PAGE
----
RUMFORD — Five days after selectmen approved placing a proposed wind power ordinance on the Nov. 2 ballot, developer First Wind began polling townspeople by phone.
They wanted to know whether the more vocal wind power opponents they'd encountered at municipal meetings spoke on behalf of the whole town, spokesman John Lamontagne said Thursday.
Earlier this year, First Wind of Boston, tentatively proposed a $60 million project to build 12 turbines on sections of Black Mountain and a nearby mountain.
Rumford voters, however, enacted a moratorium on wind power development until a law regulating such development could be drafted and presented to voters in November. Selectmen voted 4-1 to put the draft ordinance on the ballot.
Lamontagne said First Wind polled 175 residents on Monday and Tuesday to learn whether they favored the company's project.
“The primary purpose of this was to determine what kind of support there was for this project we're proposing in Rumford,” he said. “We're looking at investing quite a bit of money into Rumford, and so we don't want to move ahead with something if there's not significant public support for it.”
Lamontagne said the company would not reveal what it learned during the polling.
“It's something we did for our own purposes,” he said. “It's not for public consumption."
He said it's not unusual for First Wind to poll before making a significant investment. The company also wanted to know whether those polled supported the proposed ordinance, which residents will hear about at a meeting at 7 p.m. Tuesday, Oct. 12, in Muskie Auditorium at Mountain Valley High School.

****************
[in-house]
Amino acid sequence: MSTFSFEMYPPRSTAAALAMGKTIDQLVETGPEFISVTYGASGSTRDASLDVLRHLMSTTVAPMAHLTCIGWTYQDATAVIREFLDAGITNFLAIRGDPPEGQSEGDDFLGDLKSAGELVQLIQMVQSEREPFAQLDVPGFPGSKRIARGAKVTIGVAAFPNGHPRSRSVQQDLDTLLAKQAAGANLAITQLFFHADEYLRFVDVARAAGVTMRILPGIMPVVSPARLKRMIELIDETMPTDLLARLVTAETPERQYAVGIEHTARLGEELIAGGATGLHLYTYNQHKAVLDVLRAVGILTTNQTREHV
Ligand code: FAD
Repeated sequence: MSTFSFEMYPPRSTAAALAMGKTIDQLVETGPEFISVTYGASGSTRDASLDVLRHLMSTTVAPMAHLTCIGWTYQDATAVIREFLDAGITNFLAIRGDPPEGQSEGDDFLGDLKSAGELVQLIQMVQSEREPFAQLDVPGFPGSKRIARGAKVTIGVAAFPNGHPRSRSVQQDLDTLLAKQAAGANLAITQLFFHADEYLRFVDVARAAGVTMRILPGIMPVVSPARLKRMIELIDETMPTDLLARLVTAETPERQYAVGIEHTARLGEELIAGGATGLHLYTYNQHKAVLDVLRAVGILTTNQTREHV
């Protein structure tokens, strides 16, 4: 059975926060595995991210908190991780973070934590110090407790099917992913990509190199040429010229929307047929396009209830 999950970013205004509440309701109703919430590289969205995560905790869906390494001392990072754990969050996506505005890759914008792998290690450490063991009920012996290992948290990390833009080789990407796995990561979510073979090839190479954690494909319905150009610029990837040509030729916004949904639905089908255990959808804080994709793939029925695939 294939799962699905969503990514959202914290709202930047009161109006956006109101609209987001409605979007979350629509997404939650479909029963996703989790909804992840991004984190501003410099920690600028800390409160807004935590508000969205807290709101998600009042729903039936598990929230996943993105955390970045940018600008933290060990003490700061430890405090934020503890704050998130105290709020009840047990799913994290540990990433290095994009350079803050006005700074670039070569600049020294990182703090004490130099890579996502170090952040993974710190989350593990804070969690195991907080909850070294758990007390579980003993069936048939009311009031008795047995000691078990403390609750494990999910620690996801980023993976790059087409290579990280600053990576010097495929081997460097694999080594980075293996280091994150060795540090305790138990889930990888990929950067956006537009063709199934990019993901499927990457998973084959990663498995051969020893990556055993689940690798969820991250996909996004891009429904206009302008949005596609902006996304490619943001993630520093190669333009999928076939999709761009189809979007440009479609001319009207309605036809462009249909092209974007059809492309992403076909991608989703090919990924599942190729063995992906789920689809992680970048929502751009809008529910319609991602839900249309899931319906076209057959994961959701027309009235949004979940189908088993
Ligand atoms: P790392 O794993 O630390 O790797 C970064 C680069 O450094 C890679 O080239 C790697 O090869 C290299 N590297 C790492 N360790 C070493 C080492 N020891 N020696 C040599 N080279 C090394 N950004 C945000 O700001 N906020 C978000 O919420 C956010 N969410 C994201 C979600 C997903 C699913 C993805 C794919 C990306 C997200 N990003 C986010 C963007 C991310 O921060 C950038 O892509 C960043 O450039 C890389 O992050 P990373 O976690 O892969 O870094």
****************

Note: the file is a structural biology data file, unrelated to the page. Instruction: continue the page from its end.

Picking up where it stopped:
“The wind ordinance that's been written is something that largely sends a message of anti-business to a company like ours, so we want to find out from local folks if that's something they would support,” Lamontagne said.
While Lamontagne wouldn't reveal the questions asked in the survey, Town Manager Carlo Puiia said he was among those polled.
Whether the polling service knew it, Puiia and Selectmen Brad Adley and Greg Buccina helped the board's Wind Power Advisory Committee draft the ordinance.
“A lot of it centered around trying to create an awareness of the contents of the local ordinance,” Puiia said of the poll. “Very noticeably, it was a biased interview, meaning it was in their favor to try and make the citizens aware of the setback requirements.”
The requirements would site wind turbines at least:
* 2,500 feet from property lines of landowners not leasing land to the wind developer.
* 1,500 feet from a public way.
* 1,200 feet from any above-ground electric power or telephone line.
* One mile from any residence, business, school, day care facility, church, hospital or other occupied structure on any non-project parcel.
* 2,500 feet from any scenic or special resource of state or national significance.
At a board workshop last month on the ordinance, First Wind Project Manager Neil Kiely said the mile-long buffer was nine times more restrictive than the standard recommended by the Maine Department of Environmental Protection.
“A 1-mile buffer around the entire project could be 6,000 acres,” Kiely said. “In reality, when working with landowners, putting together a puzzle that large is daunting.”
Another issue was blade glint, which the ordinance defines as the intermittent reflection of the sun off the surface of wind turbine blades. It is prohibited in the proposed ordinance.
Puiia said the pollster told him that the blade-glint restriction isn't relevant in other communities that have created wind power ordinances.
“They were, I think, trying to get their point across, feeling that it's a very restrictive ordinance that would, in their opinion, prohibit wind development,” Puiia said.
“It was interesting," he said. "Mostly, it was centered on the contents of the ordinance itself, things that they thought were not in their best interests, which again, it's their survey and they're going to do it the way they want to.”